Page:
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Packers hope to limit big plays from Green, Bengals

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By Tyler Dunne
Milwaukee Journal Sentinel
September 20, 2013

GREEN BAY—It's logical to think Cincinnati Bengals wide receiver A.J. Green is going to put up some gaudy numbers Sunday.

After all, he's facing the 30th-ranked pass defense of the Green Bay Packers.

But expecting him to put up big numbers and have his team win is a completely different matter.

The Packers secondary has taken a bruising from a long line of outstanding NFL receivers over the past two-plus seasons, including Pierre Garcon's eight-catch, 143-yard performance for Washington on Sunday at Lambeau Field.

It should follow that with these big performances come victories, but the truth is they don't.

Aside from San Francisco's Anquan Boldin dominating the season opener two weeks ago at Candlestick Park and Indianapolis' Reggie Wayne single-handedly dismantling the defense last year at Lucas Oil Stadium, most of the 100-yard-plus receiving games against the Packers have come in losing efforts.

Of the 17 receiving performances since the start of 2011 that could be characterized as “big” days, 13 of the games ended in victory for the Packers.

Garcon, Calvin Johnson (three times), Marques Colston, Victor Cruz, Kellen Winslow, Vincent Jackson, Brandon Lloyd and Steve Smith all had all-pro days against the Packers and lost. They created tremendous consternation among Packers fans with their pumped-up numbers, but they weren't able to exit in victory.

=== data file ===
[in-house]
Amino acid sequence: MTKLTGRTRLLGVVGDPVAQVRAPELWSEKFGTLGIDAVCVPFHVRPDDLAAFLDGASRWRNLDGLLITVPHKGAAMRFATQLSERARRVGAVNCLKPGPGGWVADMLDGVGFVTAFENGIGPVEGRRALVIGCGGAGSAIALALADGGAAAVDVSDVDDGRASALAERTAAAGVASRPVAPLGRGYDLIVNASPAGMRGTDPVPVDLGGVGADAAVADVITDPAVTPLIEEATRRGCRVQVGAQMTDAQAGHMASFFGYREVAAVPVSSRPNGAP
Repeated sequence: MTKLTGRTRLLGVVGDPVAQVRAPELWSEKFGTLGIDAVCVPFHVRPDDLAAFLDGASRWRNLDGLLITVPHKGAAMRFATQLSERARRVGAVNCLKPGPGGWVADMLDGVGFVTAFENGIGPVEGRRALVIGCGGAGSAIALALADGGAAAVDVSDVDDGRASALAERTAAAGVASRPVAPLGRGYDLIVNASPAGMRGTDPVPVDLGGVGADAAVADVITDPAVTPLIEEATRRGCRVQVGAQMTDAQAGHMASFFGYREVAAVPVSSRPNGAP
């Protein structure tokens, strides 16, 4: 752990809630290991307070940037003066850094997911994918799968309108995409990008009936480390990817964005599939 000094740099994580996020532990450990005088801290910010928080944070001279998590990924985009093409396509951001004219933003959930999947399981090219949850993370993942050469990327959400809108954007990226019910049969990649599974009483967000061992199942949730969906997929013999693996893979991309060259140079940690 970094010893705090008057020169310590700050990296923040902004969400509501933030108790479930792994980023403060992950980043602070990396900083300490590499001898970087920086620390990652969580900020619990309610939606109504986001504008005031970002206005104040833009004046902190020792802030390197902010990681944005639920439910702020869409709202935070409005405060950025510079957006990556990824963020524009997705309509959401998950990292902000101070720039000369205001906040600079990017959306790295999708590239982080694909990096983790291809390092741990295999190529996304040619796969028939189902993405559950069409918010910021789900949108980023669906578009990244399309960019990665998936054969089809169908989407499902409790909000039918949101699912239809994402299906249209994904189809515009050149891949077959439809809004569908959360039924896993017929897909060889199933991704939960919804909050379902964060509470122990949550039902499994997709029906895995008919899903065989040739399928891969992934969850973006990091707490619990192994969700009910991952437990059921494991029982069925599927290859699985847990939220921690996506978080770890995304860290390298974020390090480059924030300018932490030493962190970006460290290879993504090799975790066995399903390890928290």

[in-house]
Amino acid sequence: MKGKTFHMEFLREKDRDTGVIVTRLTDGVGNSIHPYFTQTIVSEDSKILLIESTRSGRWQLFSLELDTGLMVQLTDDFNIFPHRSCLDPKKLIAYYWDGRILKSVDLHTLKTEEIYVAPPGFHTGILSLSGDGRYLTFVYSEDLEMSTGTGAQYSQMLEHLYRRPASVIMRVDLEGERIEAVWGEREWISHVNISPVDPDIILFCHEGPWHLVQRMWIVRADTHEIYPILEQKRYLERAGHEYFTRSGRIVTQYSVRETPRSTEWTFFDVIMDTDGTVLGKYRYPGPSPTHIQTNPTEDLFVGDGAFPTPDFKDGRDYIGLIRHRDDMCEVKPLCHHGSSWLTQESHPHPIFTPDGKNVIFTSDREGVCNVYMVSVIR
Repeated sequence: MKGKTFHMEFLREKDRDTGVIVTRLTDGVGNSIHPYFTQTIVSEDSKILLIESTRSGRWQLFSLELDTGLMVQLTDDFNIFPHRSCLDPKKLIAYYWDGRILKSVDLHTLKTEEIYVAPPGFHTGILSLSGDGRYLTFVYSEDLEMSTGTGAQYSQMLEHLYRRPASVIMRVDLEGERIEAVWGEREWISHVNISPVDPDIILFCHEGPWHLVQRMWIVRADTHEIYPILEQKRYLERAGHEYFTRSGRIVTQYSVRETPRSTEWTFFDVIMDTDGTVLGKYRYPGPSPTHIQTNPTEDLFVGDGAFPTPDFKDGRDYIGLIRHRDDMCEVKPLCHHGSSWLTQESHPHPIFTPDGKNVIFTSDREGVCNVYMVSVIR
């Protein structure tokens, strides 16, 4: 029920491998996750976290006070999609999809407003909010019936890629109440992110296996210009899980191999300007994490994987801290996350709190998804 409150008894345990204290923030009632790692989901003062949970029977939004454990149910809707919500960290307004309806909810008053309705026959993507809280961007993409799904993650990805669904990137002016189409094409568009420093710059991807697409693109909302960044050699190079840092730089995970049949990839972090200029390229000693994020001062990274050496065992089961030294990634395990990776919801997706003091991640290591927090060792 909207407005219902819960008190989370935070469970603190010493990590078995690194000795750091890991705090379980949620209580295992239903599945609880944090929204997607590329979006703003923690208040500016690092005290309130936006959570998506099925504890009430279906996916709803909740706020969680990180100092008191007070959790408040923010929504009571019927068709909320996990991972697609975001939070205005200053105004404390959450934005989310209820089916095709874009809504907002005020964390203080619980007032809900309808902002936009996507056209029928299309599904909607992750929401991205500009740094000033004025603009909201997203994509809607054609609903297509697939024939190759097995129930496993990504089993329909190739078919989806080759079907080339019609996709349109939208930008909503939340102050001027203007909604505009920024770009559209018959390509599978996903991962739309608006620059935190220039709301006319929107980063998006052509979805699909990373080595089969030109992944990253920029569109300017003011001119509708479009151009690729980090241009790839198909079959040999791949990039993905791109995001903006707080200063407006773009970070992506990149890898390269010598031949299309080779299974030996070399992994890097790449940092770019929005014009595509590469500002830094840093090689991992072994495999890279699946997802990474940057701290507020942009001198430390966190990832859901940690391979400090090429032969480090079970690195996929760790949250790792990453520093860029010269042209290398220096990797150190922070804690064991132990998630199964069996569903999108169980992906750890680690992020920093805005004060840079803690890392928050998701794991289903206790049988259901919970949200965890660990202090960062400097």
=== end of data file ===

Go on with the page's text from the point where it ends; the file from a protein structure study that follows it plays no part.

“Those are just the go-to guys on their teams,” Packers cornerback Sam Shields said when reminded of the performances. “Guys like that are going to get theirs. That's just reality. We just try hard not to let them get too much, up the field, big plays and things like that.

“They catch the slants and hitches and digs; we tackle and get them down. But a long post and a touchdown, that's what we try to avoid, the '9' routes and deep balls like that.”

In support of Shields' argument there is one statistic related to the recent top receiving games that stands above all others, and that is touchdowns. Of those 17 performances (playoffs included) against the Packers, seven did not feature a receiving touchdown.

Seven others featured one touchdown.

As the 49ers' Michael Crabtree (nine catches, 119 yards, two touchdowns) and the New York Giants' Hakeem Nicks (seven catches, 165 yards, two touchdowns) showed in playoff victories over the Packers each of the last two seasons, having big yardage numbers and scoring multiple touchdowns is the recipe for victory.

“Our goal is to eliminate big plays, basically keep points off the board,” safety M.D. Jennings said. “It's always good to get the win, that's the most important thing. But you can't get caught up in how many yards you give up. You learn from mistakes, but you have to move on.”

It is not good policy to let another team dominate through the air even if it isn't throwing for touchdowns, because it generally means a team's defense is on the field too long and its offense is on the bench. The Packers have had a lot of those days since winning Super Bowl XLV after the 2010 season. They have been fortunate their offense has been so good.

But while defensive coordinator Dom Capers would prefer those big passing days don't happen, he tends to play the odds and force teams to beat him with long, sustained drives. In the Boldin performance, the Packers could have won if they had found a way to stop him after he caught the ball.